Definition- Good Hair
Nappy, kinky, or curly; they are all descriptions of Black hair. Natural Black or African hair can range from a soft, ‘S’ shaped curl pattern to tightly curled hair and even to the tight, ‘Z’ shape cross-section of a kinky afro. Originating in Africa, kinky hair evolved for the dry heat by pushing away heat and moisture from the scalp. The relatively sparse density of Afro textured hair in combination with its spring-like coils results in a light, airy, almost sponge-like form. Jablonski states in her writing that it likely facilitates an increase in the circulation of cool air onto the scalp. This hair type should be appreciated as a biological advantage and not considered “bad hair”. A strong majority of Black people believe their natural hair is considered unprofessional or unattractive. The negative connotations of natural Black hair seem to be ingrained in our minds from a young age. With this, I believe that Black people do not wear their hair naturally because they have been taught for centuries to assimilate into White society.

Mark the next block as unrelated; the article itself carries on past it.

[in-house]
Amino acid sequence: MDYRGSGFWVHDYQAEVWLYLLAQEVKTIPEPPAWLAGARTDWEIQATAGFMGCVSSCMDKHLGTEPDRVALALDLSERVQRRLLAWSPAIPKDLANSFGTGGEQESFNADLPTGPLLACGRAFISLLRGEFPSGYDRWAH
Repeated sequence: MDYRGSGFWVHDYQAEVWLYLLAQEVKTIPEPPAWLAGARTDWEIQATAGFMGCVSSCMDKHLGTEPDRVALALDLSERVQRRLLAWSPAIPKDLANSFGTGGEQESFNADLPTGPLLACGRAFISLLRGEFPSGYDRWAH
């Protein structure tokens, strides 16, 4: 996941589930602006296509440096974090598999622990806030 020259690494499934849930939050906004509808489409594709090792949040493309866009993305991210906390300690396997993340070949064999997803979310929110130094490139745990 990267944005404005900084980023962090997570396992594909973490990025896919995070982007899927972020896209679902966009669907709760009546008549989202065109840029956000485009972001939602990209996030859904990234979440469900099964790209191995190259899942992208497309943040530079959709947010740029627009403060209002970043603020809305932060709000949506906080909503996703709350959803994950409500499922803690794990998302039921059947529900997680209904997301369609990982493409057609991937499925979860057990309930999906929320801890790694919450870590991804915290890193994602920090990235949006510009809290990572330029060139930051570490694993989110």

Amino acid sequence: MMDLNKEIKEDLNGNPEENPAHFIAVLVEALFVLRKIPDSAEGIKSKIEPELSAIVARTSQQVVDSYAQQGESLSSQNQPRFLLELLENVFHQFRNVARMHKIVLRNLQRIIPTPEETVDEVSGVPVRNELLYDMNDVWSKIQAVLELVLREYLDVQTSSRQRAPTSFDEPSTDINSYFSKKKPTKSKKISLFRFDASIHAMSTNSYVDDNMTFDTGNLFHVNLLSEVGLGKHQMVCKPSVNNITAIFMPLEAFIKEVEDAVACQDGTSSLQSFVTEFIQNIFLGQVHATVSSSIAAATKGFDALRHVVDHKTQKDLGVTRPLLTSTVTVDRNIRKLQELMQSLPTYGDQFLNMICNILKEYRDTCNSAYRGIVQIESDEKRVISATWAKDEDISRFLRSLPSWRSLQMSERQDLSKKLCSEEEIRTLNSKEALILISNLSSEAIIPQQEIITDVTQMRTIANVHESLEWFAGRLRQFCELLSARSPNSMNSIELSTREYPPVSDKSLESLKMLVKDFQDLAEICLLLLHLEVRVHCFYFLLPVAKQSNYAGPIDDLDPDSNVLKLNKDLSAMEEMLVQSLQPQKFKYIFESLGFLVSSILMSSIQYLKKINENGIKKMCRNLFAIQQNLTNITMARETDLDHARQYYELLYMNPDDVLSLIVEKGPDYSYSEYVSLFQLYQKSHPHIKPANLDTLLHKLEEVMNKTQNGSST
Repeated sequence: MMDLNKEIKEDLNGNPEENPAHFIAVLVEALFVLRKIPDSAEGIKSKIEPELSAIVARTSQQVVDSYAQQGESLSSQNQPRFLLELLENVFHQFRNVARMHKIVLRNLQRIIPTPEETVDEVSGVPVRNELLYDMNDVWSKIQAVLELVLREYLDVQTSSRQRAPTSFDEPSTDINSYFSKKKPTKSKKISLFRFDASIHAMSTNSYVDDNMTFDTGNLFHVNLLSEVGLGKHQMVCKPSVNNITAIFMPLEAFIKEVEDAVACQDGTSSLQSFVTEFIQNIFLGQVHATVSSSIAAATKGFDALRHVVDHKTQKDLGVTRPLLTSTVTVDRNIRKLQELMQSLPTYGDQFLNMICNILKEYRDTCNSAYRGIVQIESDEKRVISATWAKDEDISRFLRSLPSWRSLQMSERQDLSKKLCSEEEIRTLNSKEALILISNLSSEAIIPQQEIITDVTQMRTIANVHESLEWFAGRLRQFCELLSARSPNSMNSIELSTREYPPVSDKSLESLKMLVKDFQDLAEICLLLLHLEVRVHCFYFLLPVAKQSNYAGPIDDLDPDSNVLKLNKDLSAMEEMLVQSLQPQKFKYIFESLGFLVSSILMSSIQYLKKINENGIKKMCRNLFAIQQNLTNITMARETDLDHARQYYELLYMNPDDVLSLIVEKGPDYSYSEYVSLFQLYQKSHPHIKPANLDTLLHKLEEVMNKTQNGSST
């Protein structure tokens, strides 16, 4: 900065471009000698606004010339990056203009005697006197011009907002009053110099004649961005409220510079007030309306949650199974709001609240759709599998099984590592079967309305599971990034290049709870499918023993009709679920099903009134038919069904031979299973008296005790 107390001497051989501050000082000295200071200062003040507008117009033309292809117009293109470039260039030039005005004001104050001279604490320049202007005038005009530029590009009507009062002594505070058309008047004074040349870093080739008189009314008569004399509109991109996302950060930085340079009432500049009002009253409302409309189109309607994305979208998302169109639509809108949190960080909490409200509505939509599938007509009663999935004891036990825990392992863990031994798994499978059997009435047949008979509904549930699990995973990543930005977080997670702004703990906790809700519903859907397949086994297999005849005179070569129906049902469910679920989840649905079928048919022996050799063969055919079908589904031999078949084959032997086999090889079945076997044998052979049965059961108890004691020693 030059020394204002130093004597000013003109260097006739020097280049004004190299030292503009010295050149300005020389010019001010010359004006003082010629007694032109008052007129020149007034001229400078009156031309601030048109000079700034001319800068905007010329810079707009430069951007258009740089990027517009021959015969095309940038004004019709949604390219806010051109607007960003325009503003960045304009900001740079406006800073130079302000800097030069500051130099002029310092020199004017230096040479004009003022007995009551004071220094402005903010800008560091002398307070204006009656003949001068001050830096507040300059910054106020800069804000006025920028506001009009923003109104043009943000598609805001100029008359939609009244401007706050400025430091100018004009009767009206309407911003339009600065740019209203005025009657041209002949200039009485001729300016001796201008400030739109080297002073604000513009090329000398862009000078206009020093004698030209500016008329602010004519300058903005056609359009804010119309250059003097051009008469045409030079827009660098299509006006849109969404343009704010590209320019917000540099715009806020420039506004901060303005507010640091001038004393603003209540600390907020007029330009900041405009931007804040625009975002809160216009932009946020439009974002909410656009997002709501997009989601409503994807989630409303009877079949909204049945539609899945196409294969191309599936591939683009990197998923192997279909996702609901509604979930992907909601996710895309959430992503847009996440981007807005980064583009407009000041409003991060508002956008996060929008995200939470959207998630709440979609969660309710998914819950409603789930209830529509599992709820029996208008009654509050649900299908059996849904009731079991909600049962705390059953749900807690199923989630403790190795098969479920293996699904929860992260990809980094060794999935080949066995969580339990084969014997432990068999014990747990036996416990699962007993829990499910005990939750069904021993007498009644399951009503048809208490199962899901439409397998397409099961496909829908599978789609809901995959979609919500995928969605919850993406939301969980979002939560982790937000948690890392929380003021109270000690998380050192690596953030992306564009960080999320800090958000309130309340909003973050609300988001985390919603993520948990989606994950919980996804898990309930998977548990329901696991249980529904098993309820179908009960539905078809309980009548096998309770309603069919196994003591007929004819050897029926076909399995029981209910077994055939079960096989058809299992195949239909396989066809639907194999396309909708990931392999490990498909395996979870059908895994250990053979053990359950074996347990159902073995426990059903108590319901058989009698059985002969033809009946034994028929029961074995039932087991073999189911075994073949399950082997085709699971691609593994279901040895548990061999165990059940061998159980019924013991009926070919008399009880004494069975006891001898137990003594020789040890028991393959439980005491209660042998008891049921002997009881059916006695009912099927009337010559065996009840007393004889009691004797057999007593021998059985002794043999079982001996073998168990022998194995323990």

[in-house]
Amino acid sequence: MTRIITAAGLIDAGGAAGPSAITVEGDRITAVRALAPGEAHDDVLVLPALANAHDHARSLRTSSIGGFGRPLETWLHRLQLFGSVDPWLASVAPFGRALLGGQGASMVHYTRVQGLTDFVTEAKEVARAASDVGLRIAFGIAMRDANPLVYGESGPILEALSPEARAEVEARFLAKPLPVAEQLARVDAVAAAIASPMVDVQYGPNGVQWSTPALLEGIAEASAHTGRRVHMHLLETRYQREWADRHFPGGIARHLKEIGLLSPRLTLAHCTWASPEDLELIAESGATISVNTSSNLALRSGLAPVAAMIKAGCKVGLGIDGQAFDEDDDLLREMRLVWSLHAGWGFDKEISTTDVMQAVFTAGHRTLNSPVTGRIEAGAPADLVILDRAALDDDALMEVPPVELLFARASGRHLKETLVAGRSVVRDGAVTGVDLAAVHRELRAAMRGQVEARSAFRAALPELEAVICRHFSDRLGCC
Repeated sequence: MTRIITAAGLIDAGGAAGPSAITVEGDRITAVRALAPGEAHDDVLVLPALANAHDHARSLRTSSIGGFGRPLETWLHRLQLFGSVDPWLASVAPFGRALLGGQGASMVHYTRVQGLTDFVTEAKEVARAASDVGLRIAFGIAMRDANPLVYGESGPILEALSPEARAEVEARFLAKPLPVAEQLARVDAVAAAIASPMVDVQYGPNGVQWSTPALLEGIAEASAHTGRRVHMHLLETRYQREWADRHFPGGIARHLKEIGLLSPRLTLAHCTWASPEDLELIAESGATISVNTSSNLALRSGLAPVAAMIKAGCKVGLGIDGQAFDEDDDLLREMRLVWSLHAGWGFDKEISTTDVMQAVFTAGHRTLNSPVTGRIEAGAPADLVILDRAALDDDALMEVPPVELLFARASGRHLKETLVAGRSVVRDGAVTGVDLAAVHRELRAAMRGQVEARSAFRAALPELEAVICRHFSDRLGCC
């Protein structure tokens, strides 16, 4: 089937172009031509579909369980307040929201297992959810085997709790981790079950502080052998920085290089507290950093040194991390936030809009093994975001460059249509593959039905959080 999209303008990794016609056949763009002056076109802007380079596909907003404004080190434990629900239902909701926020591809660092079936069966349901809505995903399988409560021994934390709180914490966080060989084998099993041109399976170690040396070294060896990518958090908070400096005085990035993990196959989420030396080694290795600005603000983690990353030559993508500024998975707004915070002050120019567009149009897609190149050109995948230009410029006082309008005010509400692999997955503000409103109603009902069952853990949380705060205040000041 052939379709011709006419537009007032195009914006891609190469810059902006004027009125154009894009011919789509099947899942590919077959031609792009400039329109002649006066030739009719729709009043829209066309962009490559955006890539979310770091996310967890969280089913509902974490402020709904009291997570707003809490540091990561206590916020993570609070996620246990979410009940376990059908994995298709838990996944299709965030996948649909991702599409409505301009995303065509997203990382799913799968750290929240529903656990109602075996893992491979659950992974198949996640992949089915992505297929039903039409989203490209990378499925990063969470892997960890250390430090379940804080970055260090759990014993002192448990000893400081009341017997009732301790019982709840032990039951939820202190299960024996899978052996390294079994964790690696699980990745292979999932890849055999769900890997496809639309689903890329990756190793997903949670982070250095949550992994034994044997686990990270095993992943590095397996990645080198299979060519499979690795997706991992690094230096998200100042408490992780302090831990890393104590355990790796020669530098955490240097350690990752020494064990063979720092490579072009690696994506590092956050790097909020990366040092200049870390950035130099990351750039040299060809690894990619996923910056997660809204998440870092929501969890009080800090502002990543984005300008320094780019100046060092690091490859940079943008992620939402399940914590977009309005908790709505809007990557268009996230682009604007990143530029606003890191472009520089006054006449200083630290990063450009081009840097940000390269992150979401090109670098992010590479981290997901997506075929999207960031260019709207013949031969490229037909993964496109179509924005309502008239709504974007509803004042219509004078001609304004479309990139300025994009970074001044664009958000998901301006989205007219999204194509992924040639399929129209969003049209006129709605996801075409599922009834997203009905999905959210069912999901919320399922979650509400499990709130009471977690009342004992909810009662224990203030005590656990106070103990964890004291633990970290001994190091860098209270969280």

Generations of Black people, specifically women, in America have dealt with the social struggle of meeting the ideal beauty standard in this country when it comes to their hair. The battle between not being White, but trying to look as though they fit in socially with the Eurocentric beauty standards of this country has impacted the hairstyle of Black people for decades. To understand the social struggles of Black Americas, one must look at the history of hair during the times of slavery. “The devaluation of African physical features, including hair, came as a result of being thrust into a cultural context where Blackness exists as the antithesis of beauty” (Donaldson, 2012). To look similar to the White people, African Americans developed a hierarchy imposed on themselves where those with lighter skin and straighter hair over those that reflected more African features were regarded as more attractive and appealing (Donaldson, 2018). This idea was internalized by African Americans and thus considered the beginning of the idea of “good hair” and colorism among Black people as slave owners would compare Black hair “wool” and considered it inappropriate (Bryrd and Tharps, 2001, p. 26). To softer kinky hair texture, butter, bacon grease, and even kerosene were used in their hair (Vissa Studios, 2012). As damaging as this could be to the skin and hair, they were willing to do it to meet the expectations of the time.